In Delaware, net metering is available to any customer that generates electricity using solar, wind or hydro resources, anaerobic digesters, or fuel cells capable of being powered by renewable fuels. Grid-interactive electric vehicles are also eligible for net metering treatment for electricity that they put on the grid, although these vehicles do not themselves generate electricity. The maximum capacity of a net-metered system is 25 kilowatts (kW) for residential customers; 100 kW for farm customers on residential rates; two megawatts (MW) per meter for non-residential customers of Delmarva Power and Light (DP&L); and 500 kW per meter for non-residential customers of Delaware Electric Co-Op, Inc.(DEC) and municipal utilities. The DEC and municipal utilities are "encouraged" by statute to offer net metering for non-residential customers with eligible systems up to 2 MW in capacity. Systems must be intended primarily to offset all or part of a customer's electricity requirements. It is important to note that while state law requires the DEC and municipal utilities to offer net metering under certain terms, the administrative rules adopted by order of the Delaware Public Service Commission (PSC) only apply to DP&L.
Delaware expanded the state's net-metering policy with S.B. 267 to allow customers to aggregate individual meters, to participate in net-metering via a subscribers "sharing a unique set of interests" to community-owned system or and aggregation of a customer's multiple accounts, to allow net-metering systems to provide up to 110% of a customers' expected aggregate electricity consumption, extending net-metering to leased and third party owned systems, and for single or aggregation of a customer's multiple accounts, and extending net-metering to fuel cells as well as renewable energy fuel cells for community-owned systems.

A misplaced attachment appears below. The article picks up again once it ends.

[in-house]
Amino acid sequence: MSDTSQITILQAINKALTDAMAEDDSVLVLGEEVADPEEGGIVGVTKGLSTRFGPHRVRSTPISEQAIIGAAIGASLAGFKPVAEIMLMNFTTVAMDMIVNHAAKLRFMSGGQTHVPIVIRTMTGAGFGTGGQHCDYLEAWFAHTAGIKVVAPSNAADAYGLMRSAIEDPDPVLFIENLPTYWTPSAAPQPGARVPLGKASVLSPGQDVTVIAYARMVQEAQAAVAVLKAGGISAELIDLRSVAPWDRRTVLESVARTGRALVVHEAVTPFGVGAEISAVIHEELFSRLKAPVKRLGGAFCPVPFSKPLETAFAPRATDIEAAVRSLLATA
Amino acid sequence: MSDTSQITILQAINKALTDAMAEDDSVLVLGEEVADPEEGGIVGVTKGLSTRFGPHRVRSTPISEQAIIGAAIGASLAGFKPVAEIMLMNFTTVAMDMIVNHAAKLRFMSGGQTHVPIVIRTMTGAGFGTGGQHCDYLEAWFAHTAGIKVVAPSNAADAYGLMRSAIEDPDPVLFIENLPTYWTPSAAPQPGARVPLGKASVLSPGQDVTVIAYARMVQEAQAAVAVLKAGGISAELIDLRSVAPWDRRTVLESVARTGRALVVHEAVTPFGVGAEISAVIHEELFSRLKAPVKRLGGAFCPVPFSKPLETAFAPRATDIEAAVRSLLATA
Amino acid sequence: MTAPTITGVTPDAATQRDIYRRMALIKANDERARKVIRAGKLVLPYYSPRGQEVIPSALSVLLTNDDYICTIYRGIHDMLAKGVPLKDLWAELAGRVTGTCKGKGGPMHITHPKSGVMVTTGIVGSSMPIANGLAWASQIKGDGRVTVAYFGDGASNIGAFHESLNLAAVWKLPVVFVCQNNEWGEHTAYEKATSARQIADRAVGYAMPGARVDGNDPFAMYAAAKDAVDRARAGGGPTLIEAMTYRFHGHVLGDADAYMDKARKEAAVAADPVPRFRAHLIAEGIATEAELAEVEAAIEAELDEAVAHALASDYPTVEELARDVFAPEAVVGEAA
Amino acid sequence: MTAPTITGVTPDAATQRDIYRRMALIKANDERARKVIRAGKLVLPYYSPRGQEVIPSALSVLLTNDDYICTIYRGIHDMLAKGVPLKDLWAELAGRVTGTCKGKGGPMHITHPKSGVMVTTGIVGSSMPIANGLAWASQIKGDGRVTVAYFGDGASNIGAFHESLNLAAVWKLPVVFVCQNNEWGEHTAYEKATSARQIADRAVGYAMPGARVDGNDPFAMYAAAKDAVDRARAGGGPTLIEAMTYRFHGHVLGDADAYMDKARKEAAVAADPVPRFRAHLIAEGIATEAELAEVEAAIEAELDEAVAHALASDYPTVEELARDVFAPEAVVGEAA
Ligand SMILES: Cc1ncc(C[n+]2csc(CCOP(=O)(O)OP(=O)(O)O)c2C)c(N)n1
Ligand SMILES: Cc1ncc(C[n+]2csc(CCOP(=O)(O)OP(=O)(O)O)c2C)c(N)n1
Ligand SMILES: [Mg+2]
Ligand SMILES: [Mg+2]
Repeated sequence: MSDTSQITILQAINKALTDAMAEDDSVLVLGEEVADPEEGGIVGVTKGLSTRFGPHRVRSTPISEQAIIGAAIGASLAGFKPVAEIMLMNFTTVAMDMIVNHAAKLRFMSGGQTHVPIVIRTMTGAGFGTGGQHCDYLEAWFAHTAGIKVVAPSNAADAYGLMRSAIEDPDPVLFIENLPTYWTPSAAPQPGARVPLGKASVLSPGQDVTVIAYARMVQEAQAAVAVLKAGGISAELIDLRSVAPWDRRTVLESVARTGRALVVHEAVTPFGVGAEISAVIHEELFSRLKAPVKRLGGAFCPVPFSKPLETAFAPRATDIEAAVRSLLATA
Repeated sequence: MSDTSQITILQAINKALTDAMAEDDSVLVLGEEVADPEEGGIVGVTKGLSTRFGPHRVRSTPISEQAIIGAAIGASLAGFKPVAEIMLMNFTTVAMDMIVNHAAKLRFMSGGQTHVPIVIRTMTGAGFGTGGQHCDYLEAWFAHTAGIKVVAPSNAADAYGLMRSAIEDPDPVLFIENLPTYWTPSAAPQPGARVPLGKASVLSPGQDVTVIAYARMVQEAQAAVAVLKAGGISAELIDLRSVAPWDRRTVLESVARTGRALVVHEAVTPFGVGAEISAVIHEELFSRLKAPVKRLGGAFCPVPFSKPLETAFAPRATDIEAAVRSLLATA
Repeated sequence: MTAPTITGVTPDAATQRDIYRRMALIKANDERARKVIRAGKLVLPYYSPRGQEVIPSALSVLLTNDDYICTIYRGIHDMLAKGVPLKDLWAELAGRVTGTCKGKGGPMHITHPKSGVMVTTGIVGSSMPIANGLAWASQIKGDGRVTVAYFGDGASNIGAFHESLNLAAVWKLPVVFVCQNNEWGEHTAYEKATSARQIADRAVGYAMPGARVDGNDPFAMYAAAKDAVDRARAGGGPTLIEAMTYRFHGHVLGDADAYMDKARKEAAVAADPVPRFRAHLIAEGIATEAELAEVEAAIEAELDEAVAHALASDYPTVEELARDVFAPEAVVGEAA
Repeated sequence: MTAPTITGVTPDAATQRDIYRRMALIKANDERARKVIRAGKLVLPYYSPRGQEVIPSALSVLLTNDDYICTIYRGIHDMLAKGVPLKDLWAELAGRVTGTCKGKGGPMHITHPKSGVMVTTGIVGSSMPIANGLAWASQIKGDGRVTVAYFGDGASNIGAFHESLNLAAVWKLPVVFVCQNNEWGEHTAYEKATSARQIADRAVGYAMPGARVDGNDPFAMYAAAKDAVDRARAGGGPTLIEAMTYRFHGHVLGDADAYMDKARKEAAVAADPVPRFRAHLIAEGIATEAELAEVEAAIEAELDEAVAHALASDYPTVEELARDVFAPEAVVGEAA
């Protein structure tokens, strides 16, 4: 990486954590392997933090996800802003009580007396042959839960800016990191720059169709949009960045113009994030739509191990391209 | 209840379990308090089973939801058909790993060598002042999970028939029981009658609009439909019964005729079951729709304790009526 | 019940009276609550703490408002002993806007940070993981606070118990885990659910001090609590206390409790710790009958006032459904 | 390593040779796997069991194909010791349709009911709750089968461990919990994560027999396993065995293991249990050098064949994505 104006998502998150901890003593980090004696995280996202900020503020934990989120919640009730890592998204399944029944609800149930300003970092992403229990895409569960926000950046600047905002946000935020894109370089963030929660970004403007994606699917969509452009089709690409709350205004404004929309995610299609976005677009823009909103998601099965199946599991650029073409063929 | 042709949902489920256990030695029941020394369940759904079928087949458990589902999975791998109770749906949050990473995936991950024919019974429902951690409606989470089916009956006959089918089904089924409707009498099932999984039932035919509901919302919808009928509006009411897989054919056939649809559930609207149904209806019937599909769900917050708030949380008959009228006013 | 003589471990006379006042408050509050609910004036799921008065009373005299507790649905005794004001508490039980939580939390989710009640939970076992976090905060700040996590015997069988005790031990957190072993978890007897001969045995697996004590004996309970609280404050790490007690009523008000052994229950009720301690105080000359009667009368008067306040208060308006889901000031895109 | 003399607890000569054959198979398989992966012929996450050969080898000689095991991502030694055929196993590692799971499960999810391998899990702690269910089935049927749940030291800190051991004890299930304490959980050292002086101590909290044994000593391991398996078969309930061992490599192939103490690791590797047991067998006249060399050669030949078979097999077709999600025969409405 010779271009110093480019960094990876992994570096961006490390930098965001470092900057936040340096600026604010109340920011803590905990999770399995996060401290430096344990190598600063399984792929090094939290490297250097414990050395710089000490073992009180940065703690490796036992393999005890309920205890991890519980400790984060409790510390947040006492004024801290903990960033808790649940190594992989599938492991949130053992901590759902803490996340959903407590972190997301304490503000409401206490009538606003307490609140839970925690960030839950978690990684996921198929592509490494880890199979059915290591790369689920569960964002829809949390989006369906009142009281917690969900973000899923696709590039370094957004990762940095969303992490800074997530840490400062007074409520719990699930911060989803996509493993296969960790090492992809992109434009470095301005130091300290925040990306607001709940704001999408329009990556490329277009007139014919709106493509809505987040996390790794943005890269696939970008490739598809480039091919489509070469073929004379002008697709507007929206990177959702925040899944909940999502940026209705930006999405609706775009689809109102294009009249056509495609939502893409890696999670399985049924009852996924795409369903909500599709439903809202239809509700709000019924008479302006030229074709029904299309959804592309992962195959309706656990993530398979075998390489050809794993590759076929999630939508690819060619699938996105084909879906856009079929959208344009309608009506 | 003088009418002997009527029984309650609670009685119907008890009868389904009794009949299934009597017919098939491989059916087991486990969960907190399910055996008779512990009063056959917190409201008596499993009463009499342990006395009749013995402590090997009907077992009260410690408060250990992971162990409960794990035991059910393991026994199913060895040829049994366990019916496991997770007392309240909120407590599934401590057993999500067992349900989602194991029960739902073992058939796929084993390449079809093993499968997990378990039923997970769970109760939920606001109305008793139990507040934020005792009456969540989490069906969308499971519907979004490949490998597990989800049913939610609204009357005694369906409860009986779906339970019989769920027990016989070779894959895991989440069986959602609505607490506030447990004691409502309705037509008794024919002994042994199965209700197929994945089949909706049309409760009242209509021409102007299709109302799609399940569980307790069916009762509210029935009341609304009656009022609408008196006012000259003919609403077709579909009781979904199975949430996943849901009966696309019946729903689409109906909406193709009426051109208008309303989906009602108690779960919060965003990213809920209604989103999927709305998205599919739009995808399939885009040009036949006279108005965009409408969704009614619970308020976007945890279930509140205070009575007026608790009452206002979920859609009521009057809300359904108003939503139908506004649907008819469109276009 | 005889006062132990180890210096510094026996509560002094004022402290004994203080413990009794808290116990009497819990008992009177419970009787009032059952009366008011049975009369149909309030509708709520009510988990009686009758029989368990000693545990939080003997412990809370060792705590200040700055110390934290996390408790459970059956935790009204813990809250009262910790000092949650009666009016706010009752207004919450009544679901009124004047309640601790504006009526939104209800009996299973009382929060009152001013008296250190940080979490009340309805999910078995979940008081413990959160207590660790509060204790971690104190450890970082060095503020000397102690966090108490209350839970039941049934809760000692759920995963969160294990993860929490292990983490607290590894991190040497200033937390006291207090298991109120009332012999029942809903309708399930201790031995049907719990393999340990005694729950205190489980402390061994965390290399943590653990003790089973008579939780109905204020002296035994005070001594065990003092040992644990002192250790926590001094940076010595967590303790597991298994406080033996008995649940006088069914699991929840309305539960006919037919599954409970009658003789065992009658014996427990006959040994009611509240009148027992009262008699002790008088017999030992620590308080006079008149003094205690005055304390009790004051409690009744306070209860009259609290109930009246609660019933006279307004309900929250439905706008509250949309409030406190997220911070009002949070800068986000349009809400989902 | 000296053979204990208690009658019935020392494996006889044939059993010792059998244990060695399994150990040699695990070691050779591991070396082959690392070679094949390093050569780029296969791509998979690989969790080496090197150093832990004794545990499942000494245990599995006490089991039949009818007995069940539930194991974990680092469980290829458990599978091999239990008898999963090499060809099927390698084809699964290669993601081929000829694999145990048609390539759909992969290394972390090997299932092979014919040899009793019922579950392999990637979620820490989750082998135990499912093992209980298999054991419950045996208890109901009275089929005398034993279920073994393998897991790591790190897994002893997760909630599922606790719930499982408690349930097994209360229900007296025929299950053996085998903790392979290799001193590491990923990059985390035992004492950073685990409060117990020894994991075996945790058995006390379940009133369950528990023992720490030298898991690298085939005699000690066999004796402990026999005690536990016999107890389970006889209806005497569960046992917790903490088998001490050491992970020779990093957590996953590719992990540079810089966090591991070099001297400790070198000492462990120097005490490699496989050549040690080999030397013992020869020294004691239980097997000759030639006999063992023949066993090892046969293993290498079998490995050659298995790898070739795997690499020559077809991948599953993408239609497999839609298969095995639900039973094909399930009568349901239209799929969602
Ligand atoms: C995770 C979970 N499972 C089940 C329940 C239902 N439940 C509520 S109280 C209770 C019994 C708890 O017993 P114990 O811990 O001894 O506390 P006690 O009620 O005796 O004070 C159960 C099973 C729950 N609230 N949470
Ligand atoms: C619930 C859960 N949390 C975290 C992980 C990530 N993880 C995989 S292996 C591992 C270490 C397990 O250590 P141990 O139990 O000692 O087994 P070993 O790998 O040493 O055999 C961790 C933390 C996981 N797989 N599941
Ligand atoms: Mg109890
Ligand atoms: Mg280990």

Customers are generally credited in kilowatt-hours (kWh), valued at an amount per kWh equal to the sum of delivery service charges and supply service charges for residential customers, and equal to the sum of the volumetric energy (kWh) components of the delivery service charges and supply service charges for non-residential customers, for any net excess generation (NEG) in a billing period. NEG is carried over to subsequent billing periods to offset a customer's consumption in those billing periods until all credits are used or at least until the end of a 12-month annual period. In essence, NEG is carried over to the customer's next bill at the utility's retail rate. The default annual period begins during the month in which the system is interconnected, but the customer is permitted to change the period once in order to better utilize excess generation. An exception to retail crediting exists for certain community-owned systems (i.e., those with multiple subscribers). Subscribers to the output of a community-owned system that is located behind a customer meter or as a stand-alone facility only receive retail credit if they are located on the same distribution feeder as the facility. Those that are not on the same distribution feeder only receive credit at the wholesale energy supply rate.